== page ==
Skip to content

Georgia Blain: Births deaths marriages: True tales (Review)

December 29, 2016

Georgia Blain, Births deaths marriagesPoignant is a word I actively avoid in my review posts, as it’s such a review cliché, but sometimes a book really does call for it, and the late Georgia Blain’s essay-collection-cum-memoir, Births deaths marriages, is such a book. In the last essay, she talks of her mother, broadcaster, activist and non-fiction writer, Anne Deveson, trying her hand at fiction just as she, Blain, was trying non-fiction. She writes:

We had switched places, my mother and I. And we looked at each other. Both mothers. Both writers. Both trying on each other’s shoes, taking a few steps back, eyes on our feet, before we glanced across once again, curious as to how this had happened (“A room of one’s own (2)”)

The poignant thing, of course, is that these two who were so closely entwined in life, not just as mother-and-daughter but as writers, died within a few days of each other – with the sadly ironic twist that the daughter died first. It makes my heart break a little, something I wouldn’t have felt had I read it before these deaths. Such is the impact of context on our reading, eh?

Anyhow, onto the book. Births deaths marriages (the title has no separating commas) is the second memoir-in-essay-form that I’ve read this year, the first being Fiona Wright’s Small acts of disappearance. Both books follow a general chronological arc but the essay form makes it easy for this not to be strict, allowing the writers to follow tangential yet relevant threads. From here, though, the two “memoirs” depart, because the respective writers’ lives are very different. Wright, the younger writer, was writing primarily about her twenties and focused particularly on her experience of an eating disorder, while Blain was in her mid forties when writing hers. She was a published novelist and, significantly, had experienced a much more public life, not only because both her parents were public figures but also because of her mother’s own memoir, Tell me I’m here, about life with her schizophrenic son.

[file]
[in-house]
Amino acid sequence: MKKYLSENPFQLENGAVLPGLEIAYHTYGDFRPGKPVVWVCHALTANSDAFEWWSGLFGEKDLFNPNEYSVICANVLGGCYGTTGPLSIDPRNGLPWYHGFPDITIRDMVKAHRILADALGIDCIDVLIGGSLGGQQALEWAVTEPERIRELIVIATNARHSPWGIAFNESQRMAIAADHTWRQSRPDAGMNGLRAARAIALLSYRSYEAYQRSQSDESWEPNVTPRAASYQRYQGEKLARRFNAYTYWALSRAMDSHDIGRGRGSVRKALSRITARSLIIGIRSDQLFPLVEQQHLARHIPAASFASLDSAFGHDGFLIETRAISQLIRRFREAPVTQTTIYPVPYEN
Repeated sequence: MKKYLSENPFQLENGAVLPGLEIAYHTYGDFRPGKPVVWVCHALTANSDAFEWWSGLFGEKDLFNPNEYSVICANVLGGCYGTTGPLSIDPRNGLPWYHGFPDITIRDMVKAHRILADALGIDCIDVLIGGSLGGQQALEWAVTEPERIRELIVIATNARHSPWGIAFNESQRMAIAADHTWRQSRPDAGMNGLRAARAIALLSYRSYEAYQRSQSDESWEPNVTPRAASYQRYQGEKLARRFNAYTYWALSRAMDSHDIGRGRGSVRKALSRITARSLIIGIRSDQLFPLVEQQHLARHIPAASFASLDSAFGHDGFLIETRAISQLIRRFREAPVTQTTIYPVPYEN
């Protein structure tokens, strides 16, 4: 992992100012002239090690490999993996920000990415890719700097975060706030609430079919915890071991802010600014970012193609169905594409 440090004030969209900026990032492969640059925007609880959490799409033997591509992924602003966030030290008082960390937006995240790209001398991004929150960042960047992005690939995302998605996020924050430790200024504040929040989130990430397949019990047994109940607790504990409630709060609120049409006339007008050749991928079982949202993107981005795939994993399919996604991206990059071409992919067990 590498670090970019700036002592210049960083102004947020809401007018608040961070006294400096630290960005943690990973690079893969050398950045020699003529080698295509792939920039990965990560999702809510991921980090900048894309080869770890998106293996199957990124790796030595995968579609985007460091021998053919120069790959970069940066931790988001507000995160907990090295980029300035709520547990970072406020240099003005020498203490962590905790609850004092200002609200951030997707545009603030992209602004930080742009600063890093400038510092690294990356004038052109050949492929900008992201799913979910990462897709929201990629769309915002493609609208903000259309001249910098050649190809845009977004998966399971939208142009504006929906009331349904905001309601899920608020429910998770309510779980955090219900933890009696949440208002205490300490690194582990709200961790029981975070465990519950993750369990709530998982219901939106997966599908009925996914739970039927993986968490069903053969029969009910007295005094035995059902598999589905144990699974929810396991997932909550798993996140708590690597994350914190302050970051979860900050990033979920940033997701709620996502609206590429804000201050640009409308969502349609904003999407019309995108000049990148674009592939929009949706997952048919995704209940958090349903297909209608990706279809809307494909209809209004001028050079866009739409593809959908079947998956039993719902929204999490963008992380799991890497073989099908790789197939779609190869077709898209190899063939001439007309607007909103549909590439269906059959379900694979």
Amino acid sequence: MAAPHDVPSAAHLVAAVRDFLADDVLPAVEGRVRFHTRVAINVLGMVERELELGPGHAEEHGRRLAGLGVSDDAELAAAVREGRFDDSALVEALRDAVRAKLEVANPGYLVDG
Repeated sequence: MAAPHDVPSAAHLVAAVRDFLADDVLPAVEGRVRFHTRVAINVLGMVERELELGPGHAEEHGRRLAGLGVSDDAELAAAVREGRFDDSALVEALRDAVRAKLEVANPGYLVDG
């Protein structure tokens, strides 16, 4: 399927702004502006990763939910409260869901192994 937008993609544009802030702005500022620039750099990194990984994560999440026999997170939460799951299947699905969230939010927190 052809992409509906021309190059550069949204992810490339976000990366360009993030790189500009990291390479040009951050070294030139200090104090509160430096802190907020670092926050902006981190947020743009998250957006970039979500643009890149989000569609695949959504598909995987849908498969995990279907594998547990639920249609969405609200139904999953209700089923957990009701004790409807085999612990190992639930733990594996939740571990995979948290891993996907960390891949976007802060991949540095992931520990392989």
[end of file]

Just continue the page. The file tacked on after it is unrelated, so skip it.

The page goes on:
This book – with its intensely personal subject matter and its unusual form – offers rich opportunity for discussion. To do it justice, I’m going to have to narrow it, so I’m going to focus on form and style, but some content will push through along the way. The way I see it, there are two broad types of memoir, those which tell about lives most of us know little or nothing about (such as Frank McCourt’s Angela’s ashes, or, more obviously, celebrity memoirs) and those which are about lives much like ours. Georgia Blain’s falls into this latter category. For these ones to engage readers, they need to offer something illuminating about the lives we lead.

“the truth was a little more complex” (from “Getting in the boat”)